Kenya: The Many Ways Kenya Proves It Hates Women

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25 August 2020

There is no other way to put this, other than to say it. Kenya hates women.

And while this seems like a broad, general statement, it is only so because it's true.

And it is not just adult women, but also girls.

How do I know this, you ask? There are a number of ways to tell.

For one thing, every time something is suggested to help girls, or women, someone else shuts it down. There are literally hundreds of examples of this, everywhere.

For example, when Njoki Ndung'u proposed and pushed for the Sexual Offenses Act, at great personal and professional cost, the hordes that were against her were baying for her blood - all because she wanted to make sure that when a woman or a girl is sexually assaulted, there is justice against her abuser.

And when a woman is assaulted, which happens far too often for anyone to be comfortable, men and society at large still ask stupid questions like what was she wearing.

When women took to the streets to march for My Dress My Choice, a male public figure paid for a counter march to make the women marching feel unsafe as they protested - to the point that they split the march in half to try keep safe.

When a female policy maker stands up to say anything or support anything, the 'sins' of her past or lifestyle choices are often brought to harsh and unforgiving light - regardless of the fact that male parliamentarians have the exact same, if not murkier, records.

When our legislature is debating about whether there should be a tax on sanitary products and contraceptive options, the addition of monies is automatic - unlike, say, for free government condoms.


It feels a lot like everything that is meant for women is met with far too much hostility - again, regardless of the fact that development in a country is directly measured against how its women are doing, regardless of the fact that we are more, work more, do more and still get paid less for counted and uncounted labour, including but not limited to the mental and manual load of running households, raising children, and somehow avoiding groping hands in - let's be honest, many - workplaces, a strenuous exercise in itself.

But for me, there is nowhere more clear that we are considered second class citizens than in the corridors of power.

There is a Bill being brought forward by Senator Susan Kihika, one that has already been smeared as pro-abortion. The opposers of this proposed law claim that medical officers will be allowed to perform abortions on young girls at will. But the opposers refuse to pay attention to the important hard facts.

No sex education

One, we lack comprehensive sex education in our schools. It is immediately apparent through our children, and even in the adults who are raising them.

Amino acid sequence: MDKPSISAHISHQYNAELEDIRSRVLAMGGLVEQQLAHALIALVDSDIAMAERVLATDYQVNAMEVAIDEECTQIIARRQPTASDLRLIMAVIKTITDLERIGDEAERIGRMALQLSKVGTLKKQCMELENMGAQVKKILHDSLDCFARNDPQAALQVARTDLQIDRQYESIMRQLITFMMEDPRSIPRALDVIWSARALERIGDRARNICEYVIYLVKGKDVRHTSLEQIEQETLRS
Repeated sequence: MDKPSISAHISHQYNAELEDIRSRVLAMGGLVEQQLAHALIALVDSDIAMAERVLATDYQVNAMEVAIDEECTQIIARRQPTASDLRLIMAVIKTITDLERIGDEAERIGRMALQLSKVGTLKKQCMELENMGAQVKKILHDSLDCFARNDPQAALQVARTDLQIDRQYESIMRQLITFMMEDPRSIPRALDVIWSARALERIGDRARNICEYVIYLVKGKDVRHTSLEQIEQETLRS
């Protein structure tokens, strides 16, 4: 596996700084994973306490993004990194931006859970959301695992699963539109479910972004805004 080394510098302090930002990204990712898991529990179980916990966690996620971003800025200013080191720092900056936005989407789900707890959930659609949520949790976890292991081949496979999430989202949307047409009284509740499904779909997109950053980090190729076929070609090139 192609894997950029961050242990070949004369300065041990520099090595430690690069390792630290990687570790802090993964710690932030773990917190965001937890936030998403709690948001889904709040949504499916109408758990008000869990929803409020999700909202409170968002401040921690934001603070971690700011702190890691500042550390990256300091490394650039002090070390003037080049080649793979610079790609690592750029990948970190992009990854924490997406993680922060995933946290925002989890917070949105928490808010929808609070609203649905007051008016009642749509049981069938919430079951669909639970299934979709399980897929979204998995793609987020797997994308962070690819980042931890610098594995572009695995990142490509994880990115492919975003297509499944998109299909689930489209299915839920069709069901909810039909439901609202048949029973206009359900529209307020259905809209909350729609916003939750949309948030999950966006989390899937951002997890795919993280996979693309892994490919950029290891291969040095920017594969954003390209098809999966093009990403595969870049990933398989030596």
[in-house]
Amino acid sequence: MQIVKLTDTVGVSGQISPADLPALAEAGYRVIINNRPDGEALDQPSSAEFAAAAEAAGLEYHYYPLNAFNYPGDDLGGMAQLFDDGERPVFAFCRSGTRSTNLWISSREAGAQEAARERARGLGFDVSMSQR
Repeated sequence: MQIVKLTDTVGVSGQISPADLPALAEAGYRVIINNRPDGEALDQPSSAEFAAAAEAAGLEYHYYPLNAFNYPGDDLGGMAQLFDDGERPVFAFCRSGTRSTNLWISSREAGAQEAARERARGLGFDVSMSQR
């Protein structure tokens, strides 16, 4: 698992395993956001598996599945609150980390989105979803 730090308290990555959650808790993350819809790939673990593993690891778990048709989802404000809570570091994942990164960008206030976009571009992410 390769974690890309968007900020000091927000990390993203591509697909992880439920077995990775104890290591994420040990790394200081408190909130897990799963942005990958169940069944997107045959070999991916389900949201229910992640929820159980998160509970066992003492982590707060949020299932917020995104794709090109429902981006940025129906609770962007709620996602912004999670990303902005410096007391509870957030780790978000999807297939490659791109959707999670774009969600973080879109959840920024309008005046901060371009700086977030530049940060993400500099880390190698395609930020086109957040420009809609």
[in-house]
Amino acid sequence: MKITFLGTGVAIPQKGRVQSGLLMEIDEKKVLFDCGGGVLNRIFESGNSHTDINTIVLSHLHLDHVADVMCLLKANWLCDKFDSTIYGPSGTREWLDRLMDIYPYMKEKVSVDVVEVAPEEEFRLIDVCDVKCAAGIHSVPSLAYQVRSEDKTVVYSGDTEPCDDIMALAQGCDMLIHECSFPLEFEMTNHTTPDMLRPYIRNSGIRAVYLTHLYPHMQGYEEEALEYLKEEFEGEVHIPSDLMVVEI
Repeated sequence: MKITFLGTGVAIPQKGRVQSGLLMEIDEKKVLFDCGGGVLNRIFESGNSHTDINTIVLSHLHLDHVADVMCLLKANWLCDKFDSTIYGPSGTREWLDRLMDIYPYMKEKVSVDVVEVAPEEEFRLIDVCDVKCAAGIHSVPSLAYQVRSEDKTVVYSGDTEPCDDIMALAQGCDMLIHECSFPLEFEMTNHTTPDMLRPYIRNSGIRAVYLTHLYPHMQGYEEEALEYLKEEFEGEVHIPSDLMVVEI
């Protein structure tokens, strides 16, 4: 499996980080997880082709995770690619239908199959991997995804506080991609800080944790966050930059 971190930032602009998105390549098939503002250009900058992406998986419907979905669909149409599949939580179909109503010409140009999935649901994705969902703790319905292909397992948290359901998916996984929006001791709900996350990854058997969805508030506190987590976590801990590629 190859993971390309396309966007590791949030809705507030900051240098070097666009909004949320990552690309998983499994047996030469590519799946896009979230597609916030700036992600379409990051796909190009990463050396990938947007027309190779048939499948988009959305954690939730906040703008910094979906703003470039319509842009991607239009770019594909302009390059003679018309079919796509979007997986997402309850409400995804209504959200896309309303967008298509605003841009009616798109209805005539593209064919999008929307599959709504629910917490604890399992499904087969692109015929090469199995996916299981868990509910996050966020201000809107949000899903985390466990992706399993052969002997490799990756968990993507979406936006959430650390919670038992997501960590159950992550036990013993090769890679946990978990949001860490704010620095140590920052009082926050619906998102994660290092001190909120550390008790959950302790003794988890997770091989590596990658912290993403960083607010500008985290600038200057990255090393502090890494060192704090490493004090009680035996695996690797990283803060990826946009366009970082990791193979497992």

Simple information like, how does the reproductive system work, where can you get condoms, how are babies made - turn grown adults into stammering embarrassments. They cannot explain it to themselves, much less to the children asking these questions.

They pass the buck to teachers, who throw the ball back to parents, and the cycle of misinformation of 'uliza mama yako' and 'that's not for children' continues. This is part of the reason why, during coronavirus, rates for teenage pregnancies and assaults have shot so high across the country.

Our young girls don't know what they're doing, or they don't fully understand the consequences of their actions; and the same goes for young boys. Knowledge is supposed to empower, but these kids are walking around in the dark.

Two, our Constitution already allows for abortion. The Bill is not pushing for things that do not already exist, except for implementation of awareness and spreading of knowledge. The Constitution provides for abortion if the life of the mother is at risk.

Three, it is abhorrent to me that the people who are against this Bill are mostly people who cannot engage with it at all on a realistic and pragmatic level; people who are hampered by their sex, ignorance or misguided religion.

They are either men, who have never really had to make life changing reproductive health decisions, or pseudo-religious people who lack compassion and empathy, walking around touting abstinence as a solid and workable solution to comprehensive sexual education in, yes, 2020.

News flash, it isn't. And, it is entirely possible to have information about sex without having sex, is it not? Don't clergy supposedly do that all the time, or is that a lie too?

Reality check

We cannot continue to ignore the realities: realities like there has been a 93 percent surge in teen pregnancies. Realities like 49 percent of pregnancies in Kenya are unplanned.

Our government is not willing to plan for its people, either - it isn't like Kenya has enough food for Kenyans, or shelter, or even tests and masks for Covid-19.

Our legislature continues to ignore said realities at the peril of, largely, young women and girls.

Truth be told, abortion are actually a small part of this Bill. And here's another fact: whether abortions are legal or not, they will happen, in backstreets, across borders, through traditional means, whatever we have to do to protect our futures and take back control of what should already be intrinsically ours - our human right to decide what to do with or own uteruses, whether it is agreed on or not.

The real question is, if these people actually care about us, they should care about if we actually do it safely, in a proper health facility, or bleeding out in a back alley somewhere with no support whatsoever.

So I ask: do they actually care about the girl child, or do they care that the girl child is doing what they want?

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